The Self-Help Credit Union, a nonprofit credit union located in Durham, and the Jackson Center will also be collaborating with the town and University to manage the investment.
Self-Help will buy properties and then sell them to residents and organizations who have the best interests of the neighborhood in mind.
“It is an opportunity for our community to be what it is intended to be: a community of life, of vitality, of family, of coming together,” lifelong Northside resident Kathy Atwater said. “It has been a long, long, long fight. I am standing on the shoulders of those who paved the way for us.”
Historically, the Northside neighborhood was the largest black community in Chapel Hill. But in the 10 years after 2000, the black population decreased by almost 25 percent to fewer than 700 people.
But during the past few decades, the black population and number of homeowners in the neighborhood have declined, while the college-age population has increased as the demand for student rentals has risen.
“Because students are interested in living in these neighborhoods, landlords have been able to rent their properties for far more than any family could afford. Houses that are available for purchase are often bought by investors and re-purposed as rentals,” said Chapel Hill Mayor Mark Kleinschmidt.
The town has implemented a number of policies over the past decade to slow the influx of renters into the neighborhood, including limiting the occupancy of single-family homes to four unrelated people living together and limiting parking for these homes to only four cars in designated areas.
The town also created a conservation district around the area, which limited the size of new homes and prohibited the construction of most types of duplexes. The conservation district was created in 2004 and amended in 2012 after Chapel Hill town staff noticed an uptick in new building permits issued in the Northside neighborhood — the number went from two issued in 1997 to 16 issued in 1998.
Although the regulations and policies have been steps in the right direction, Kleinschmidt said more effort is needed to make them all work together.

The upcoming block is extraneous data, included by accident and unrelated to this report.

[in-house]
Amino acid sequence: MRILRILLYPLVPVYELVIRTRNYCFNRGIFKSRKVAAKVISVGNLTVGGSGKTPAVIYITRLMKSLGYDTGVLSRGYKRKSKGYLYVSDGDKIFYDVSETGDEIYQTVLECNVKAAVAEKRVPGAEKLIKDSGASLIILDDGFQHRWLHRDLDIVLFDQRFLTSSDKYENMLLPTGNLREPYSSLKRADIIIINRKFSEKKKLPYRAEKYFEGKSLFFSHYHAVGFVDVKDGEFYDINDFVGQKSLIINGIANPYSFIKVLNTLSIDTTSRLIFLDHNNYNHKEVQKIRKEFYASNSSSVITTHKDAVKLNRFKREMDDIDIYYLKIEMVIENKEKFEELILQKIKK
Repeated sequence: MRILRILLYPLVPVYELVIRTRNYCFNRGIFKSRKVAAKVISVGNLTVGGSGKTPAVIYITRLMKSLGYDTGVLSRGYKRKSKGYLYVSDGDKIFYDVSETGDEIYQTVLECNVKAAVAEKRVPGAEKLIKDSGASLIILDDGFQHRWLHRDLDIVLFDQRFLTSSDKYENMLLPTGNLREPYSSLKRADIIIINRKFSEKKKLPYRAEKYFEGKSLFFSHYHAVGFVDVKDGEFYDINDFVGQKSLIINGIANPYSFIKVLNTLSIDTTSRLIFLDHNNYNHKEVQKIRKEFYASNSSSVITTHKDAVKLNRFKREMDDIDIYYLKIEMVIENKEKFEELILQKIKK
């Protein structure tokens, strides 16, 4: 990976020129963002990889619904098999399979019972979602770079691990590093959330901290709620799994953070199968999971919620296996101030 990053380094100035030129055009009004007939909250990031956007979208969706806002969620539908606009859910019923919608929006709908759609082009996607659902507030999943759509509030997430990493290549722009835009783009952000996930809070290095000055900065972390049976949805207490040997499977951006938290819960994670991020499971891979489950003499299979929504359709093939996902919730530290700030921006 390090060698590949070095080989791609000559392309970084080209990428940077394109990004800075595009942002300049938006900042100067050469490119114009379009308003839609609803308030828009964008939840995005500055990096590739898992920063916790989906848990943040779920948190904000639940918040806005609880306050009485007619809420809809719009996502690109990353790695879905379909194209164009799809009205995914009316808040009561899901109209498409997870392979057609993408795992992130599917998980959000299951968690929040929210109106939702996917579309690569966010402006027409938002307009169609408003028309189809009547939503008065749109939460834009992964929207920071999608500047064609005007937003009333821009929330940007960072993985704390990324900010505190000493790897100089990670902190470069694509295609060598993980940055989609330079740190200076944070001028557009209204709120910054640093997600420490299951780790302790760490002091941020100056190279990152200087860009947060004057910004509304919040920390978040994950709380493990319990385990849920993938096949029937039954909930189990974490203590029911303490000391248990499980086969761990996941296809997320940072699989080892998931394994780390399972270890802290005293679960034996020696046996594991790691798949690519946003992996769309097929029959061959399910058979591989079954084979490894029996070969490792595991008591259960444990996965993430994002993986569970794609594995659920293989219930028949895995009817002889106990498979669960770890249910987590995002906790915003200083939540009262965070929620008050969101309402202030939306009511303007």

UNC Chancellor Carol Folt spoke about how important it is that the University is involved in the initiative.
“The truth is that UNC-Chapel Hill not only wants to be a part of this initiative, it must be a part of this initiative. Because we’re only as strong as the communities that we live with and in and work with,” she said.
Folt said she thinks it is essential for students who live in Northside to understand the historical significance of the neighborhood.
“I believe that we can do a lot of good by helping people understand that,” she said.
Esphur Foster, a lifelong resident of Northside, has lived with her family on Cotton Street for 74 years. She said she would like to see the community return to its roots.
“If I were asked the one thing I would want for this world, it would be that this neighborhood could once again become a place where families with young children could experience this community,” she said.
“I miss the sounds of children, cats and dogs.”
Atwater said she is glad the town, the University and Northside residents were all working together to make the initiative successful.
“In the Book of Acts, it talks about the church coming together and everybody having all things in common,” she said. “What we’re doing here today — town, University, community — is coming together, so that everybody will have all things in common.”